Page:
Most people familiar with Brown and its progeny recognize the aspiration of promoting racial and ethnic diversity, (13) while simultaneously eliminating segregation, as a distinctively American problem. Yet, contrary to this belief, an examination of law and public policy in nations around the world reveals that diversity in education--as well as in other areas--has become a global predicament. This is precisely the type of dilemma identified by Philip C. Jessup, the late jurist and scholar, when he published a series of lectures contained in his groundbreaking volume Transnational Law. Jessup explored the universal nature of human problems to challenge the traditional approach to relationships between nation-states, as well as between states and non-state actors. (14) Jessup's exposition of the complex and interrelated world community in which we live constitutes the genesis of this Article.

In broad terms, this Article examines the constitutional framework of racial and ethnic diversity in K-12 public education from an equal protection standpoint. Namely, it argues for constitutional compelling treatment of diversity and integration in education that survives strict judicial scrutiny. To advocate a normative framework inclusive of diversity, the greater part of this Article ties American constitutional theory to the new era of international globalization. By using diversity as a "universal human problem," this Article builds upon Jessup's revolutionary scholarship to challenge the current binary construct (nationalism-transnationalism) advanced by Professor Harold Koh and conceptualizes a solution as a putative model of evolving jurisprudence.

This Article makes three distinct contributions to legal scholarship. First, it introduces metanationalism, (15) a novel theory of constitutional interpretation vis-a-vis international law. This term has not appeared in prior literature but borrows from Jessup's own experiment in word coining. When Jessup coined the term "transnational law," (16) he understood that a particular choice of terminology might appear unsatisfactory to some. (17) Nevertheless, he exercised his scholarly freedom, recognizing that "[t]he more wedded we become to a particular classification or definition, the more our thinking tends to become frozen and thus to have a rigidity which hampers progress toward the ever needed new solutions of problems whether old or new." (18) Ultimately, however, while articulating a term is necessary from a methodological standpoint, this Article is more concerned with paving new pathways for interdisciplinary research and expanding the normative constitutional framework.

In essence, the metanationalist approach is twofold. First, it rejects Koh's theory of transnationalism. More specifically, this rejection focuses on transnationalists' overemphasis on respecting only the laws of "mature" or "developed" societies. Such limitation is problematic because it requires a subjective measuring of jurisprudential maturity, fosters unnecessary debate over the citation of international sources, and creates a veil of international majoritarianism. (19) Second, the metanationalist approach replaces Koh's linear model with a multidimensional paradigm for interpreting international law. Simply put, instead of thinking of nationalism and transnationalism as two mutually exclusive concepts at opposite ends of a linear spectrum of constitutional interpretation, metanationalism views these concepts as important elements in a multidimensional plane where theories exist to broaden and enrich legal analysis. This concept is similar to the substitution of normative linear models in other disciplinary areas such as human sexuality (adding bisexual, transsexual, pansexual, intersexual, and asexual to the original homosexual and heterosexual linear model) and political theory (replacing the conservative and liberal linear model with a diverse plane that includes classifications such as totalitarian, libertarian, socialist, anarchist, and communist).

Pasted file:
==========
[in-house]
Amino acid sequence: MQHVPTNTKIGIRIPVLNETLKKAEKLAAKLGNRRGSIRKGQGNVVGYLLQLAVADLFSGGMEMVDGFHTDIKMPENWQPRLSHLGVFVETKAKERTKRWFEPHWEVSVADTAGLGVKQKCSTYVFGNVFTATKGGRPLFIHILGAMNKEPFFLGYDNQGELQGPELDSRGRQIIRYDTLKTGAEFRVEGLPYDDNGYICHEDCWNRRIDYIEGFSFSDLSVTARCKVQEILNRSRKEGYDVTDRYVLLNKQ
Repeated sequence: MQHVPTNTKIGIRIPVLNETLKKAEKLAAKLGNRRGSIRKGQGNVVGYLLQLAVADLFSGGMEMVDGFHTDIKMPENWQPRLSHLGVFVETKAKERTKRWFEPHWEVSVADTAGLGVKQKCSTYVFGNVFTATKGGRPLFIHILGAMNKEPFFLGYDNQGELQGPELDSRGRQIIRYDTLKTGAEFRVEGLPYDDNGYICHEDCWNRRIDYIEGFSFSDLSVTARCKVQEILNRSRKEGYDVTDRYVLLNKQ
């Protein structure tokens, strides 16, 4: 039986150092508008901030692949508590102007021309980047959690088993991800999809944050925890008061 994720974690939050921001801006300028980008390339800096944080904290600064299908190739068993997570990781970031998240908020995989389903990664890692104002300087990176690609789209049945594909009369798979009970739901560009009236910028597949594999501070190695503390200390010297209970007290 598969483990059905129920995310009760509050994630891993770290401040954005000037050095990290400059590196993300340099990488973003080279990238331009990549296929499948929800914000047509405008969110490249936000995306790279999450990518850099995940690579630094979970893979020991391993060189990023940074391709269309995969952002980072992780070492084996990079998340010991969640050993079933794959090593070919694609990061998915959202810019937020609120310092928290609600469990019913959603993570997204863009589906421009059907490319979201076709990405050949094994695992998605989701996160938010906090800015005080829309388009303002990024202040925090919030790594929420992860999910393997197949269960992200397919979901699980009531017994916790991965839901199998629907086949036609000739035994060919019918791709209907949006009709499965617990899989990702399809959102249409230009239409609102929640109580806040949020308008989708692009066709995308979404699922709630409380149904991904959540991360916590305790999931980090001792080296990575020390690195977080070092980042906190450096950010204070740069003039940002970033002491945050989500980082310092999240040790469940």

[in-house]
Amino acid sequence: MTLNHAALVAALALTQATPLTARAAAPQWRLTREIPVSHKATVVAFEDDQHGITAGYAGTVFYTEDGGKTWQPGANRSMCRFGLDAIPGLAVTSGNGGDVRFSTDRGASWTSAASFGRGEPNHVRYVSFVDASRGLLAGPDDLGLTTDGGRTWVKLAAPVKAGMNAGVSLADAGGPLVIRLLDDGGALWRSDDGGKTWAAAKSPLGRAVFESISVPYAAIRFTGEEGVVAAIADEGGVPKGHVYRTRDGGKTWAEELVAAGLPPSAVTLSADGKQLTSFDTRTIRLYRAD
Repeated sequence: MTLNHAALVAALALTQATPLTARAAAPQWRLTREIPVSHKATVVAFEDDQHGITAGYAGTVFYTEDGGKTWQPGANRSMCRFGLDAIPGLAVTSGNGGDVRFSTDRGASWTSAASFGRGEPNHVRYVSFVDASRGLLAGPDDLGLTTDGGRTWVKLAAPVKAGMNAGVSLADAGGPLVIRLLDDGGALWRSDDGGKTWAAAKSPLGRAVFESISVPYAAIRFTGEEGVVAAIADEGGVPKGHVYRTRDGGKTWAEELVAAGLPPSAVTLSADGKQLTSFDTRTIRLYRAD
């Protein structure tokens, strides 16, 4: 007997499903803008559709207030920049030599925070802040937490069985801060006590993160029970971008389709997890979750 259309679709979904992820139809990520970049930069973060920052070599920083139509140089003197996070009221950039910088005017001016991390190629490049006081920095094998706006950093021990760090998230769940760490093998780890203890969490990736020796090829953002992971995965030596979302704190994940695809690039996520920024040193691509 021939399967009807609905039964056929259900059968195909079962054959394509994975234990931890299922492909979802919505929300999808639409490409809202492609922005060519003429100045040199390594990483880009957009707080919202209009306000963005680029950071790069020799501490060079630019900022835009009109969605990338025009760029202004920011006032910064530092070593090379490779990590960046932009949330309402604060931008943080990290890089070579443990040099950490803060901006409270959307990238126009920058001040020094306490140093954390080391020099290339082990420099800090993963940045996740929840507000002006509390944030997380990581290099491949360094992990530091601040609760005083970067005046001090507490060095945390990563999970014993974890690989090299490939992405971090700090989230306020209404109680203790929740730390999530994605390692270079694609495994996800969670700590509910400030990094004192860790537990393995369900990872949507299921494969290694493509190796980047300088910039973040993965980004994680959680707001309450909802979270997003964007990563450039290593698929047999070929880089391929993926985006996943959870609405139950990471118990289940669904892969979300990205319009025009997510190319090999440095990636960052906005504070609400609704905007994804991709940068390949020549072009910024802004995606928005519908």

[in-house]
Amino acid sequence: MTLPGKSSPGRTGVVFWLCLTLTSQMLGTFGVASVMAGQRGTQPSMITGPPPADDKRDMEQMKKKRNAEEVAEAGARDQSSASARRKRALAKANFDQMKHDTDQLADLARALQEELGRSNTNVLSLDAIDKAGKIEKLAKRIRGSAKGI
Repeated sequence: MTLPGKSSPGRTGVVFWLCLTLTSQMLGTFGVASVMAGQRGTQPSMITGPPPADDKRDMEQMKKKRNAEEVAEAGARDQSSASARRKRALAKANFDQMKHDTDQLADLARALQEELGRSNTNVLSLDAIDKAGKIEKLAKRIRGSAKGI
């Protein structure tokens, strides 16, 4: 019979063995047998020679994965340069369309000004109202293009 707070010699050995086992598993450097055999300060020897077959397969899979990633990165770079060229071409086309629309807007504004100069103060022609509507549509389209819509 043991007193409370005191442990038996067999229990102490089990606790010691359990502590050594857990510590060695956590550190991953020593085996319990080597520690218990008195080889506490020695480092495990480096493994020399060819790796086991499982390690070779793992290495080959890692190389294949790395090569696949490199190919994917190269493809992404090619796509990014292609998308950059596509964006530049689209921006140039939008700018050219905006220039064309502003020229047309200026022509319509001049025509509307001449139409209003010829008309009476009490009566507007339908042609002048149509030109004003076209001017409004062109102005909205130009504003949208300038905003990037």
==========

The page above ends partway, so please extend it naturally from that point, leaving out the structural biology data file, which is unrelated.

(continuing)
The second independent contribution in this Article stems from the application of metanationalist principles in a comparative analysis of the role of diversity in India's education-rights movement. Until now, the bulk of literature in this field of human rights law has focused on an international consensus--found in treaties and other international agreements--regarding the importance of education as a basic human right. However, a closer examination of the emergence of education as a fundamental right in India--first through jurisprudence and later by means of a constitutional mandate (20)--reveals a crucial factor largely absent from the scholarly debate: diversity. This Article argues that diversity played a significant role in securing a constitutional amendment, primarily resulting from the desire to eradicate illiteracy and extend educational opportunities to the poor and socially deprived. With that background, this Article demonstrates some of the ways that India--and other nations--treats diversity as a compelling interest that justifies measures to integrate pupils from different races, castes, and cultures in educational facilities.

The third contribution in this Article focuses on two new developments in American constitutional law. The first development is a trend in equal protection law that has altered the nature of strict scrutiny. For decades, remedial measures...